5 Tips for Financial Wellness in Volatile Markets
In volatile markets, keep a steady hand on your retirement investing
Current global fears about the coronavirus COVID-19 in recent weeks have been brutal to the market sending stocks plunging. We understand that seeing your retirement investments being taken on a rollercoaster ride can be an unnerving and scary experience.
But here’s the thing: Big swings in market returns have been happening since the dawn of investing. We don’t know how long the current downturn will last, however, over long periods historically, returns on equities (stocks and stock funds) have been positive overall.
So, what to do when the market news frays your nerves? The first thing to do is take a deep breath. Then, focus on the following key principles of smart investing for retirement.
1. Long-term investing requires a long-term perspective
Try to resist changing your investment strategy in a reflexive reaction to short-term results in financial markets. Your approach to retirement investing should reflect a long-term view. This holds true even if you plan to retire within a few years. After all, you won’t spend your entire nest egg on the day you retire; you’ll want to keep most of it invested as a generator of growth to carry you through the rest of your life. And the rest of your life is likely to be a long time. According to the Social Security Administration, the average man who is age 65 today is expected to live to age 84, while the average woman who is age 65 today is expected to live to age 86.5.
2. Stay true to your asset allocation
Remain focused on your retirement asset allocation – the blend of different asset classes (investment categories), including equities, fixed-income investments (such as bonds) and cash equivalents (money market instruments), in your portfolio. At least once a year – more often if your life circumstances change significantly – make sure your asset allocation is still tailor-made for you. In other words, do you still have the right blend and proportion of asset classes, given your retirement goals, time horizon, return objectives and risk tolerance?
When making decisions about retirement investing, remember that if your long-term return fails to exceed the inflation rate over the same period, the purchasing power of your nest egg will be eroded. Inflation risk can be just as detrimental to your future retirement security as market risk, which is the possibility of realizing a loss on your investments.
3. To reduce risk, diversify
You expose your savings to unnecessary risk if your retirement portfolio contains too many “eggs” in one “basket.” You’re better off diversifying, which means investing in a variety of assets. The main goal of diversification is to reduce the impact that a loss on any one asset – for example, the stock of one particular company – could have on your overall portfolio.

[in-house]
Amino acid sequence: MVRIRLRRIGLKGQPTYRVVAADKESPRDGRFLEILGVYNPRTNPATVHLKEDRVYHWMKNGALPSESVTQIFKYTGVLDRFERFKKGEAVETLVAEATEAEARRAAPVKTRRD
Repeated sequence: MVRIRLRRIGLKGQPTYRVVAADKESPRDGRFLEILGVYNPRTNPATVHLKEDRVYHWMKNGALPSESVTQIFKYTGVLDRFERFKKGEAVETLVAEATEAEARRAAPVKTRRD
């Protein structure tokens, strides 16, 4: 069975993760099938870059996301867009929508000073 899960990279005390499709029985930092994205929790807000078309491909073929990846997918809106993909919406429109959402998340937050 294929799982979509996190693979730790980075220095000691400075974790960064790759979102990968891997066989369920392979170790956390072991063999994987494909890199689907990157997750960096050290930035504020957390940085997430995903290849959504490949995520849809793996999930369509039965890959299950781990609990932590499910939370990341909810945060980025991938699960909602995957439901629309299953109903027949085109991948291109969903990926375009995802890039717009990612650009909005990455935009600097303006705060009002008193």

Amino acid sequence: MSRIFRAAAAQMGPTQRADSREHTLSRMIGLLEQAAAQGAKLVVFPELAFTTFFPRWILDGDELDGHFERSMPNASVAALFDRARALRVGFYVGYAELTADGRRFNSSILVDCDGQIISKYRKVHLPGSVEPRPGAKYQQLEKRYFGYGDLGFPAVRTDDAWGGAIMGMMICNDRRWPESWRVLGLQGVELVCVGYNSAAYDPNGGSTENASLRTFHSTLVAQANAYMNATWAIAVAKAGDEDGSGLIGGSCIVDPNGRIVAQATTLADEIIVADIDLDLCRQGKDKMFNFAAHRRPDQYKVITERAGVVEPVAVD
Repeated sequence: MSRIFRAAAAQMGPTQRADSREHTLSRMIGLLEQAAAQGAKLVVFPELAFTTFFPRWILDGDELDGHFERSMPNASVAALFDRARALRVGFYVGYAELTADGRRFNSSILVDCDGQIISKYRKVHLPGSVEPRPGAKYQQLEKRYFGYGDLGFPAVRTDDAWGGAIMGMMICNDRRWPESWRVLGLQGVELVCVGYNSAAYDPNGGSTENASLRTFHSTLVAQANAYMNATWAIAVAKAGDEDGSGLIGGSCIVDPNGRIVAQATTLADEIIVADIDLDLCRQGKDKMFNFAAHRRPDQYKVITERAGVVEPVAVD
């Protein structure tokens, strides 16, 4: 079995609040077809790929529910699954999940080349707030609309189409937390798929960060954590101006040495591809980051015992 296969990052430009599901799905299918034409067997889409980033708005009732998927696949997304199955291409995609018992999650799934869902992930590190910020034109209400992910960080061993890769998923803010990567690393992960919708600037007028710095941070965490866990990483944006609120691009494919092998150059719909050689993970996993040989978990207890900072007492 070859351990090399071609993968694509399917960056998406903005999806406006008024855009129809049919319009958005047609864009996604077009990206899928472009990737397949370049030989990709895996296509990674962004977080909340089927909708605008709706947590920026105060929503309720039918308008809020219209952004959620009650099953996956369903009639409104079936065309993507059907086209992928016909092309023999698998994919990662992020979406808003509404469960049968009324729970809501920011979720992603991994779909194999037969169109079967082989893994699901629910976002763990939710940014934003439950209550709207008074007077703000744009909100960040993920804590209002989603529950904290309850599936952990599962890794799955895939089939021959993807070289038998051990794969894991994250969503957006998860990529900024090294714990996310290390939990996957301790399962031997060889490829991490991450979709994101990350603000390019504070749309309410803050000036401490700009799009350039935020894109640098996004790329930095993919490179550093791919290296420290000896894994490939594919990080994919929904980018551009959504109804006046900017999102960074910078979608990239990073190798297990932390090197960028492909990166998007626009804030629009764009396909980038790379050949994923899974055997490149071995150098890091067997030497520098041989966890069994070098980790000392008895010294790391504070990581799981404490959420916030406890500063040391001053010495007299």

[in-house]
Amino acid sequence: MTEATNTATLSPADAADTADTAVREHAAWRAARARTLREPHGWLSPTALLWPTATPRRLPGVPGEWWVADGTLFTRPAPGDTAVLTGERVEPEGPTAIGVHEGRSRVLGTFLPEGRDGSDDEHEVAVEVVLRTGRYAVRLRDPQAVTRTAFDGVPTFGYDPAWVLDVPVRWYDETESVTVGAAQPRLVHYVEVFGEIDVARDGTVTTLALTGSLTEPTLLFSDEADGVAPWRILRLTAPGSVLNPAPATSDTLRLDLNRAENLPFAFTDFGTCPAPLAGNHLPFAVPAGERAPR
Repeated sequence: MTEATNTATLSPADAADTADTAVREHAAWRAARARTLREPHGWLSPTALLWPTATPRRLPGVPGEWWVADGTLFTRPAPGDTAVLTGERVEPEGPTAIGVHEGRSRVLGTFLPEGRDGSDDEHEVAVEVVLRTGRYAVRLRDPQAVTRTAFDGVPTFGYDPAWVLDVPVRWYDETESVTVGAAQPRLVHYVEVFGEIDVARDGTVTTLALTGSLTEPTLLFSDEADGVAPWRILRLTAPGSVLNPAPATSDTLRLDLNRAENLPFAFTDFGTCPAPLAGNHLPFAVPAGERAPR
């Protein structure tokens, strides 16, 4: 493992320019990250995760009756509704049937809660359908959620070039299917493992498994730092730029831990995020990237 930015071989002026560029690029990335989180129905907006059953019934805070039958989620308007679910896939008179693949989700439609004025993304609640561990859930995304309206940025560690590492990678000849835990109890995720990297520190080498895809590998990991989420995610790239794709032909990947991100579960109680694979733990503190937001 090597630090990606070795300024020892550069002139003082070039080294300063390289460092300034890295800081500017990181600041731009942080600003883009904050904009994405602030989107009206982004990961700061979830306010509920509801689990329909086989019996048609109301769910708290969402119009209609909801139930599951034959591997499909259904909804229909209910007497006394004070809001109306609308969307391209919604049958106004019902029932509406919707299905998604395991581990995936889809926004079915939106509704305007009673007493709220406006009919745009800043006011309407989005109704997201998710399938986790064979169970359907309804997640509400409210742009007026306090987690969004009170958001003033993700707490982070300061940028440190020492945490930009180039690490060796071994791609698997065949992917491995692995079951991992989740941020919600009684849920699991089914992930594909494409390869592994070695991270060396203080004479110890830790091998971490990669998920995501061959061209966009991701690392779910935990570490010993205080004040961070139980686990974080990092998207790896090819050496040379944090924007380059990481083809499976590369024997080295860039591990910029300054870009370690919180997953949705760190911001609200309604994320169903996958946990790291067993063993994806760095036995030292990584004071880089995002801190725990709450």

Mutual funds and funds offered by workplace savings plans provide you with instant diversification by investing their pooled money in a professionally chosen set of multiple assets. You get even more diversification when you invest in more than one fund, although a “target-date” or “balanced” fund may work well as your sole investment for retirement if, by itself, it aligns closely with the asset allocation you want.
4. Consider a cash cushion for emergencies
At all times, you should have a ready source of cash to dip into in the event of an emergency, like a job loss or major home repair. On average, you’ll need enough cash on hand to cover at least three to six months of basic living expenses. Keep the reserve in a safe and easy-access account, like a money market fund.
5. Don’t even try timing the market
When assets in which you’ve invested for a long-term goal head downward, you might wonder, “Should I get out of the market now and jump back in later when things get better?”
Generally, the answer is no – you’re better off holding tight.
Even if you’re currently seeing losses on your retirement account statements, remember that for now, they’re only paper losses. They won’t be realized losses unless you lock them in by selling today. And when you move your money in and out of investments in an effort to catch only the performance highs and avoid the lows, you’re playing a high-risk game known as “timing the market.”
Even investment pros are rarely able to successfully time the market. Case in point: Investors who remained fully invested in the S&P 500 from January 1, 1999 to December 31, 2018 would have achieved a 5.62% annualized return. However, if trading had caused these investors to miss the S&P 500’s 10 best days during that same period, their annualized return would have been a disappointing 2.01%.
So, what’s the bottom line here? Don’t let volatility in financial markets keep you from staying the course in pursuit of your retirement goals.
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This article is intended to provide general information and shouldn't be considered legal, tax or financial advice. It's always a good idea to consult a tax or financial advisor for specific information on how certain laws apply to your situation and about your individual financial situation.